The fuel -- whose source country has not been specified -- could be used in the commercial reactor that Russia is building under contract for Tehran near Iran's Gulf port of Bushehr or in other reactors that Tehran wants to build in the future.
In exchange, the three European states are asking Tehran to commit to what amounts to a permanent suspension of its efforts to master the process of enriching uranium. That process includes mining uranium ore, converting it to a gaseous form, and enriching the gas into a fissile fuel. Iran's efforts to master the process worry many Western states because uranium enriched to low-levels can be used as reactor fuel but highly enriched uranium can be used to make nuclear bombs.
Shannon Kile, a nuclear expert at the Stockholm International Peace Research Institute in Sweden, says the three European states are also offering Iran trade incentives to sweeten the deal.
"And, of course, there are other inducements as well, opening negotiations on the trade and cooperation agreement, which is something they are holding out a little bit further down the line, improving political ties, [and] cooperation on other regional security issues, for example, interdicting drug trafficking and organized crime," Kile said.
The three European powers are also reported to be asking Iran to give up separate efforts to build a "heavy-water" nuclear reactor which produces plutonium -- a highly fissile material that is useable in medical research but is also a base for making nuclear bombs.
As incentive, the Europeans are believed to be ready to offer their support for Iran's building of "light-water" reactors like the one under construction at Bushehr. The by-products of light-water reactors are less easily convertible to bomb-making materials than are the by-products of heavy-water reactors.
In the run-up to today's meeting at the Vienna-based International Atomic Energy Agency (IAEA), Tehran has given no signs that it will accept the Europeans' terms.
Iranian President Hojatoleslam Mohammad Khatami said yesterday that Iran reserves the right to develop all aspects of nuclear technology connected to a peaceful energy program.
"I still do not know what the European proposal is, but we have always stated that we are ready for negotiations and talks. We are also ready to reach understanding. We expect recognition of our unquestionable right, and not being deprived of having [access to] peaceful nuclear technology under the IAEA's full supervision," Khatami said.
This week's proposal is the latest major initiative by Britain, France, and Germany to try to end the long-standing crisis over Iran's nuclear program.
That crisis has grown as nearly two years of IAEA inspections in Iran have revealed Tehran sought to conceal aspects of its nuclear program for over two decades. Washington has accused Iran of maintaining a covert nuclear weapons development program under the guise of a commercial nuclear program.
The foreign ministers of Britain, France, and Germany flew to Tehran late last year to strike a deal under which Iran agreed to indefinitely suspend activities connected with uranium enrichment in exchange for promises of technical assistance with its commercial program.
However, Iran early this year accused the three states of siding with Washington in backing an IAEA resolution "deploring" Iran's lack of cooperation with UN nuclear inspectors. Tehran has subsequently said it is producing large amounts of gaseous uranium, which is used in enrichment. It has also said it is resuming manufacture of components for high-speed centrifuges which can transform the gas into enriched uranium.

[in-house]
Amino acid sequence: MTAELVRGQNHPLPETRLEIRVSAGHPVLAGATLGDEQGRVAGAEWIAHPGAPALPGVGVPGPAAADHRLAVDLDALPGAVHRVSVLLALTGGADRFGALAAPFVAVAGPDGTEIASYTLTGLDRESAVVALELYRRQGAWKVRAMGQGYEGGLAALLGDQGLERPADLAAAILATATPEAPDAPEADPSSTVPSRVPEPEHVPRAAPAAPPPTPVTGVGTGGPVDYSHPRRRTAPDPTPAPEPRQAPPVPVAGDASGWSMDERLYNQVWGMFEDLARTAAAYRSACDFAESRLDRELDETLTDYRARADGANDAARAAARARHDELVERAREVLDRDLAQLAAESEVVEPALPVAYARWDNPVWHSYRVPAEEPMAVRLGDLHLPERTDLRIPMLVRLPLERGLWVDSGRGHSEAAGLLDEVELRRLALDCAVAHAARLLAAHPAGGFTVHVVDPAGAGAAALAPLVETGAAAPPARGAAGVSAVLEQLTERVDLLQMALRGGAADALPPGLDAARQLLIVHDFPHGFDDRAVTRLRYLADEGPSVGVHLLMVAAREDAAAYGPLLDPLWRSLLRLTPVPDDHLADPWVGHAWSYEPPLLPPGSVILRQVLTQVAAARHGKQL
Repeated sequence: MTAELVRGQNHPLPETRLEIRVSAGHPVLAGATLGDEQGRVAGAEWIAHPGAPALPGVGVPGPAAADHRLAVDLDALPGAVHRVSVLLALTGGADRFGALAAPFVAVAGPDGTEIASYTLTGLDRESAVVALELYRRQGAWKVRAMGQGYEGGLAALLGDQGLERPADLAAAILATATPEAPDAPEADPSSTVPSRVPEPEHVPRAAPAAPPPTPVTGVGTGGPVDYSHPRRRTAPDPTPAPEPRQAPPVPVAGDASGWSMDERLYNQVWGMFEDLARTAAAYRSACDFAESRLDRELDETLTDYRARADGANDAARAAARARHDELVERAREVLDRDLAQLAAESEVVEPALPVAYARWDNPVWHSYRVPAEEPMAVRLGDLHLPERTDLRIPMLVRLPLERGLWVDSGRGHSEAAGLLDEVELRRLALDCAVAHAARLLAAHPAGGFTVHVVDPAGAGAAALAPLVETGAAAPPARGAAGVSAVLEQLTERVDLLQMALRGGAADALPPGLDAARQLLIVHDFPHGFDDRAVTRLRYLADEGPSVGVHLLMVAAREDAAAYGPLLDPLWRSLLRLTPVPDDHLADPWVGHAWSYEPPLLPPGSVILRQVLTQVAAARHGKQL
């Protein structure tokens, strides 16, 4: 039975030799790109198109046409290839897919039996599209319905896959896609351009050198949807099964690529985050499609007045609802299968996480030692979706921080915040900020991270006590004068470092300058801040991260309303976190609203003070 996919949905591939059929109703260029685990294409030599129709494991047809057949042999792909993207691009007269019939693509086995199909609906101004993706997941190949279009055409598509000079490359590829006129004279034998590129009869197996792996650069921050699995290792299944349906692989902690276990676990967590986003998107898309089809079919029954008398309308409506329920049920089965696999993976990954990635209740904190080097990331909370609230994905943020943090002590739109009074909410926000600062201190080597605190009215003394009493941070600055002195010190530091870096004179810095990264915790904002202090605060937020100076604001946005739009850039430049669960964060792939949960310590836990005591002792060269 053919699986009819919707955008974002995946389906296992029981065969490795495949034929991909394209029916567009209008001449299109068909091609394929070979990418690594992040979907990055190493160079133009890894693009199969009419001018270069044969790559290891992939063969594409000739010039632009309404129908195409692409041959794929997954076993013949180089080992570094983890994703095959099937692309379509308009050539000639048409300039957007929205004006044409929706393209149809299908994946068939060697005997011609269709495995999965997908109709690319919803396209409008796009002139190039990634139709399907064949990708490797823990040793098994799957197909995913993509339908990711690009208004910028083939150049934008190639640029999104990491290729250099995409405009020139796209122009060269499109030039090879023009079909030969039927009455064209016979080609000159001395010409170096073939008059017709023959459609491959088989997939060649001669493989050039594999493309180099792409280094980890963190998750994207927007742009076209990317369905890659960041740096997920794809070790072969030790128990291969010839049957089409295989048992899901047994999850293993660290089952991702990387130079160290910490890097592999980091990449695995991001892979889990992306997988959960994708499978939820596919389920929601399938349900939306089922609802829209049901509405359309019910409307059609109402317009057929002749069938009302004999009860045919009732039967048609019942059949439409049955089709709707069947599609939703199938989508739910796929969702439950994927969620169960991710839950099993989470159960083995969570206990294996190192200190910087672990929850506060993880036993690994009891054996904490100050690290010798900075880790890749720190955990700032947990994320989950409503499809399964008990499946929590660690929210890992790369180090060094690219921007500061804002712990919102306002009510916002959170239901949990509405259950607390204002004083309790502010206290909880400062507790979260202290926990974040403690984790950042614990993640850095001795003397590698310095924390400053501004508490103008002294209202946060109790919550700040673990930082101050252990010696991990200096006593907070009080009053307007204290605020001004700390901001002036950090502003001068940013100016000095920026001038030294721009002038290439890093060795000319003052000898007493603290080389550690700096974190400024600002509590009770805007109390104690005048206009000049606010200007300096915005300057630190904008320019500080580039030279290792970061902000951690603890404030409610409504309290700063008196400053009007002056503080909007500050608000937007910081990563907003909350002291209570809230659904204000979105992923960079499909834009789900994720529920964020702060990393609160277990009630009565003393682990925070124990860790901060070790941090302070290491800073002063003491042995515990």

Washington says it is watching the new European effort with interest but has stopped short of endorsing the offer. Representatives of the three EU states met in Washington with top U.S. officials last week to brief them on the plan.
Yesterday, U.S. State Department spokesman Richard Boucher said only that Washington continues to have deep concerns over Iran's nuclear activities.
"We have long had concerns about Iran's acquisition of nuclear capability, of nuclear technology, because for many years we have seen a confirmed pattern of noncompliance with safeguards; we have seen the use of nuclear exchanges, nuclear technology, in order to develop what we can only describe is a nuclear weapons program," Boucher said.
Many analysts say the European offer could be the last attempt by the three key EU states to defuse the crisis before it reaches a showdown at the IAEA.
The U.S. has threatened to ask the IAEA to refer the crisis to the UN Security Council to consider possible punitive actions against Iran, including sanctions. Should Tehran reject the European offer, the three EU states could now lend their support to the U.S. position.
But whether the full IAEA Board of Governors would endorse any U.S. resolution to refer the crisis to the Security Council remains uncertain.
Analyst Kile notes that there are 35 members states on the board of governors. He says some would likely be reluctant to set any precedents for limiting states' abilities to develop a full nuclear fuel cycle if they wish to. Under international nuclear treaties, states have the legal right to develop commercial nuclear industries and many countries have done so.
"There are 35 members states on the IAEA board of governors, and some of those states are countries like Sweden, South Africa, like Brazil, which has an extensive civilian nuclear energy program, and clearly they don't want to see any sort of precedent being set that will give the big powers the right to curtail legitimate civilian nuclear power industrial uses," Kile said.
Russia has not commented directly on the European offer. Moscow is currently negotiating a contract with Tehran to sell it fuel for the Bushehr reactor and require Iran to return spent fuel to Russia.
The IAEA is due to take up the Iran issue again when the board of governors meets on 25 November.